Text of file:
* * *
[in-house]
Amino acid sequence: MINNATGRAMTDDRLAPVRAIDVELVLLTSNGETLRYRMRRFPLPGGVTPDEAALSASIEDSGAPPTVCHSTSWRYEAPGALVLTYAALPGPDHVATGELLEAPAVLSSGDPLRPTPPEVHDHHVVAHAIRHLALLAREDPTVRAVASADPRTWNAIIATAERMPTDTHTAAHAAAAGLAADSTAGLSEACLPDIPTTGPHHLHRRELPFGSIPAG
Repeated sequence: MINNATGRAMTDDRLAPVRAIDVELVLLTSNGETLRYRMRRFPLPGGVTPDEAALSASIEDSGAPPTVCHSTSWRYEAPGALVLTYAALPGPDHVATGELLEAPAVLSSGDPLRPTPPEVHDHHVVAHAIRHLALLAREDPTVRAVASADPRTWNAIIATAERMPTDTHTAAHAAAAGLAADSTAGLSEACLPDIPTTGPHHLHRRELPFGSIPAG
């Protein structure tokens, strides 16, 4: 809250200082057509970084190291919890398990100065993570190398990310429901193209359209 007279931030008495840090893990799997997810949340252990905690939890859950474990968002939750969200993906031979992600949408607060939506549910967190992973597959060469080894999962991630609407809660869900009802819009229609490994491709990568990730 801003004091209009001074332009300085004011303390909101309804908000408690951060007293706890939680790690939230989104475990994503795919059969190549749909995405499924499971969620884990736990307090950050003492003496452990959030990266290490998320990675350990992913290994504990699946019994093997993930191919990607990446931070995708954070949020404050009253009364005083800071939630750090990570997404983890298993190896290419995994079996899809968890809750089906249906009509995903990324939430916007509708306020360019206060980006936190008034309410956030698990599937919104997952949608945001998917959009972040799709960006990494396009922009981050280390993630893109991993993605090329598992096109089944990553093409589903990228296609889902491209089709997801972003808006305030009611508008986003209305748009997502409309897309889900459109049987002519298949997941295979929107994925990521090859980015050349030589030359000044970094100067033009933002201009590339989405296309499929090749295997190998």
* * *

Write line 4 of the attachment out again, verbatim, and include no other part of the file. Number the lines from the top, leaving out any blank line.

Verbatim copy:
């Protein structure tokens, strides 16, 4: 809250200082057509970084190291919890398990100065993570190398990310429901193209359209 007279931030008495840090893990799997997810949340252990905690939890859950474990968002939750969200993906031979992600949408607060939506549910967190992973597959060469080894999962991630609407809660869900009802819009229609490994491709990568990730 801003004091209009001074332009300085004011303390909101309804908000408690951060007293706890939680790690939230989104475990994503795919059969190549749909995405499924499971969620884990736990307090950050003492003496452990959030990266290490998320990675350990992913290994504990699946019994093997993930191919990607990446931070995708954070949020404050009253009364005083800071939630750090990570997404983890298993190896290419995994079996899809968890809750089906249906009509995903990324939430916007509708306020360019206060980006936190008034309410956030698990599937919104997952949608945001998917959009972040799709960006990494396009922009981050280390993630893109991993993605090329598992096109089944990553093409589903990228296609889902491209089709997801972003808006305030009611508008986003209305748009997502409309897309889900459109049987002519298949997941295979929107994925990521090859980015050349030589030359000044970094100067033009933002201009590339989405296309499929090749295997190998």